eBusiness Institute

matt raad on How Not To Over Pay When Buying A Website

How Not To Over Pay When Buying A Website

This week I have been advising some of our graduates about website purchase due diligence, and how best to negotiate the buy price so that they don’t overpay when buying a website.

This is advice that I regularly share as part of good Website Buying Due Diligence, and thought it would be good to post it here today so that you can learn these rules too. Negotiation is key, and could mean the difference between whether you make or lose millions.

How to make an offer to buy a website

(and an important part your website buying due diligence)

Hi. It’s Matt Raad here. Today I wanted to share with you a quick tip on how you might make an offer on a website. This is something I see all the time. And interestingly, in the last week, I’ve also helped three of our students with this exact same advice. They’re all currently making offers on website businesses.

What $ amount should you offer?

Basically the tip is, I want you to think about the end game; i.e. what happens if you have to sell the website? From there I work backwards, and that will determine how much I offer on a website.

So, let me explain what I mean. This situation generally seems to come up a lot when there’s a website that is really good, but it’s just not selling. It might be on a website platform like Flippa or Empire Flippers etc. But the site’s not selling even though you do you due diligence and you can see it’s a really good website.

So like I said, I’ve literally helped three of our clients this week with exactly this advice, and I’ll give you a specific example.

How to value a website making $2,500 per month…

One of our clients is looking at buying a website, it was listed for about $100,000, and it’s making around $2,500 a month. My client’s done the due diligence, and it’s the real deal. The due diligence stacks up.

This site makes $2,500 a month; day-in, day-out. In our world that’s generally worth anywhere from $25,000 to $50,000, being 10-20 times monthly multiple. And that’s what you would be happy to buy this website for.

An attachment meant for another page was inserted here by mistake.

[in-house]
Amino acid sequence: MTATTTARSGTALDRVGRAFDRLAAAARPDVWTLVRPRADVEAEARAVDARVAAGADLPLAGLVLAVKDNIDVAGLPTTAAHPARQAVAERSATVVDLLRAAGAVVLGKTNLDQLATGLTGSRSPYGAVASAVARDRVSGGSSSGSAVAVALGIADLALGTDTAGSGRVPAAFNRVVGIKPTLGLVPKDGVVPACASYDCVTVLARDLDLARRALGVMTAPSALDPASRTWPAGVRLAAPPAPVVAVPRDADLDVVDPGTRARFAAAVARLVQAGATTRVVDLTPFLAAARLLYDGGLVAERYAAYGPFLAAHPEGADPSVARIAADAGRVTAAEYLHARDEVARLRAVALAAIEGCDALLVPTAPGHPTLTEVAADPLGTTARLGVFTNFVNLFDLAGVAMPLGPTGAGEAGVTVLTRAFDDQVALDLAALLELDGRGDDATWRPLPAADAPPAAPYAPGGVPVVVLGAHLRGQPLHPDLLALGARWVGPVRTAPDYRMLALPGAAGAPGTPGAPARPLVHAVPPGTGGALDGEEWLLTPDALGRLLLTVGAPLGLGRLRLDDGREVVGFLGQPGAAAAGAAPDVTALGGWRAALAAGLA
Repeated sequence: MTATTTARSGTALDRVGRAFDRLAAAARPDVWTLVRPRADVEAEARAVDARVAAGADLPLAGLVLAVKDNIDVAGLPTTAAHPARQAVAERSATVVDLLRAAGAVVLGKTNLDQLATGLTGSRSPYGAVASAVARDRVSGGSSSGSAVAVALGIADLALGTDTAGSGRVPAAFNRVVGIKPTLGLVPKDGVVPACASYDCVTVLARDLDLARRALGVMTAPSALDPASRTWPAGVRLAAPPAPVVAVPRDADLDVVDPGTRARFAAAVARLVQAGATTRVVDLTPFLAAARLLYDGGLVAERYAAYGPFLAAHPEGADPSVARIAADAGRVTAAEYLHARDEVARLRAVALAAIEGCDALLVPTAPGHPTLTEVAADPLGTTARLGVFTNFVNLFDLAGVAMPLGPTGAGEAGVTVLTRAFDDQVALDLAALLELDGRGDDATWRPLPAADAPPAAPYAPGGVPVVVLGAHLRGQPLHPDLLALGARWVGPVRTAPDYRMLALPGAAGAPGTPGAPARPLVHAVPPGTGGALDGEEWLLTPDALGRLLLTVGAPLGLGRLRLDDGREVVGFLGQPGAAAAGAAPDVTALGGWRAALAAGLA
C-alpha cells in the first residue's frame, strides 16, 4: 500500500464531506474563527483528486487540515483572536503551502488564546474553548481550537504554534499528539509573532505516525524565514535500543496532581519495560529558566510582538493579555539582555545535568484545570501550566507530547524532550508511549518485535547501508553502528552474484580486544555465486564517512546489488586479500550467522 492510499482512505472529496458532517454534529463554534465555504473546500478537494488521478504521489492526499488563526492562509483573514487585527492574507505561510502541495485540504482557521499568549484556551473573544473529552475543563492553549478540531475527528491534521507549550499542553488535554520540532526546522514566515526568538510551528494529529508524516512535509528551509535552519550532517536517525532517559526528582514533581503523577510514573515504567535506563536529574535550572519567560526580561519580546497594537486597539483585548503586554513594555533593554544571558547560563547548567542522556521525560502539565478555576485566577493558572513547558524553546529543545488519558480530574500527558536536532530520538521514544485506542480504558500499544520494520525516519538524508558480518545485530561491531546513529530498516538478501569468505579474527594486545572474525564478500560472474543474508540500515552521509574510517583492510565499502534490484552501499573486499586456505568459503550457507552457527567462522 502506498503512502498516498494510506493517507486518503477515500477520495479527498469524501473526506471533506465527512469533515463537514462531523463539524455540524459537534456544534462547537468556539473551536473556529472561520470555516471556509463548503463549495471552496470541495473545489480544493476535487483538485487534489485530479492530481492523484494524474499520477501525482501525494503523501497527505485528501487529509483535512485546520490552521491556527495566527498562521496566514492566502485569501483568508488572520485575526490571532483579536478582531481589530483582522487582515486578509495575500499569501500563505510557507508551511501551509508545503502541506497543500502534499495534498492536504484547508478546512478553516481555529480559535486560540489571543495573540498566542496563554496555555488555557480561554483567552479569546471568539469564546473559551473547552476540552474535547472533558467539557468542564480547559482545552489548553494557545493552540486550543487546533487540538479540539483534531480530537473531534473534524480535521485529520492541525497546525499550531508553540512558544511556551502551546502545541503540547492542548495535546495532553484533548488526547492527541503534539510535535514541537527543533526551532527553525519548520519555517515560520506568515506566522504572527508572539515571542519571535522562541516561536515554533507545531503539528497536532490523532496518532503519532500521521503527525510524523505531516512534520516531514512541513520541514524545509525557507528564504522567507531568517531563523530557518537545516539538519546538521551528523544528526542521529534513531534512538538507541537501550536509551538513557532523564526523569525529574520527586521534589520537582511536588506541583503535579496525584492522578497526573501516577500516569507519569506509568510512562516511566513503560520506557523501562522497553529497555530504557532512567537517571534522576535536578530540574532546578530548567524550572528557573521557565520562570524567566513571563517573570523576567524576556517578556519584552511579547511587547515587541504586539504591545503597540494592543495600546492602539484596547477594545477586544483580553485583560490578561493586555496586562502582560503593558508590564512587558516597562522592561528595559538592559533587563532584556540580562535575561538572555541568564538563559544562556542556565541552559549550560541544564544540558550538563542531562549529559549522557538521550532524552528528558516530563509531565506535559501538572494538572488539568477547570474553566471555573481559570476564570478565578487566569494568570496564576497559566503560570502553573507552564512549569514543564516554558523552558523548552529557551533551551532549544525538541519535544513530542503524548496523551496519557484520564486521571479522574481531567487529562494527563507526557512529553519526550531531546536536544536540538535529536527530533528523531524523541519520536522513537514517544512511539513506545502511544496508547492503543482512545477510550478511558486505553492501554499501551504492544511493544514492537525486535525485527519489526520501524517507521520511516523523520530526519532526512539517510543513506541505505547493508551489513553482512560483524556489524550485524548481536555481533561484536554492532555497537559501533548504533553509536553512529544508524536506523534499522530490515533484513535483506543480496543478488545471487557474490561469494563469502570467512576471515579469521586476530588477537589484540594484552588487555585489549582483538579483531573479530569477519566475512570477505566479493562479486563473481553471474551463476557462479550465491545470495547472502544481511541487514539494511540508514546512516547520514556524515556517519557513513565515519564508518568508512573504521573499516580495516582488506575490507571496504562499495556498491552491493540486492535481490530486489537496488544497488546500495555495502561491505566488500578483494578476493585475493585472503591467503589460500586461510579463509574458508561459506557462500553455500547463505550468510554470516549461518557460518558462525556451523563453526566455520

Now the owner of the website is saying he will only accept offers a lot higher than that. He wants $75,000 plus for it. But because it is such a legitimate deal, my client is saying to me, “Okay, what do I do in this instance? I really want to buy the website. It’s real, but do I offer the full $75,000? I certainly can, and I’ve got the cash to do it.” So, they’re at the point of saying yes, I’ll pay the $75,000.

How easy is it to sell this website? This can affect your buy price and valuation.

Now, here’s my advice to my client, and this is the advice I’m giving you. It may well be fine to pay $75,000, but your final consideration needs to be that this website hasn’t sold to anyone. It’s been sitting on this website platform for three to six months, and it just not selling (at the $75,000 price).

So then, here’s your risk – you buy the site, and even if it keeps continuing as it is; should you later go and sell it, you’re not going to be able to sell it for $75,000 either, because no one else has made that offer.

Here’s what to negotiate with the website seller…

Therefore, I would go back and negotiate with the seller and tell them what I’m willing to pay. I am a cash buyer, and I am happy to pay a 10-20 times multiple. Use all the negotiating techniques that we teach, but you must make it obvious and say to the seller you’re not paying over $50,000, and you negotiate.

So, in this particular instance I said to my client, “look I’d be wanting to get that site for under $75,000, purely because I’m concerned that for some bizarre reason, the site has not sold at that level yet. There’s not even a single offer on it.”

Opportunity or Red Flag?

Now just so you know, this particular site is in a strange niche. And we typically find this to be a main reason why it hasn’t sold yet. And you do see that from time to time. Or, it hasn’t been listed particularly well.

It is often that we see this, and it makes most website buyers a little bit nervous or wary, so the offers just don’t come in on the website. It’s not necessarily a red flag.

But what IS a red flag is that we don’t want to be over-paying for those websites. This is because when you come to sell a website a couple of years down the track, you’re going to be faced with exactly the same issue.

The importance of buying right…

Finally, remember that rule in business they always teach you, and I think it’s in real estate investing as well: “You make your money when you buy”. It’s not usually: “You make your money when you sell” – although in my opinion and experience, you make heaps of money when you come to sell websites!

So, when you see websites that don’t seem to be selling that well, yet you know they’re good websites; always remind yourself, you make your money when you buy. So, it’s important to get them at the right price.

Train yourself to think about your exit strategy – before you buy!

So that’s my tip for today – an important part of your website buying due diligence is to make sure you are buying websites at the right price by taking into account the end game – what you may be able to sell the website for.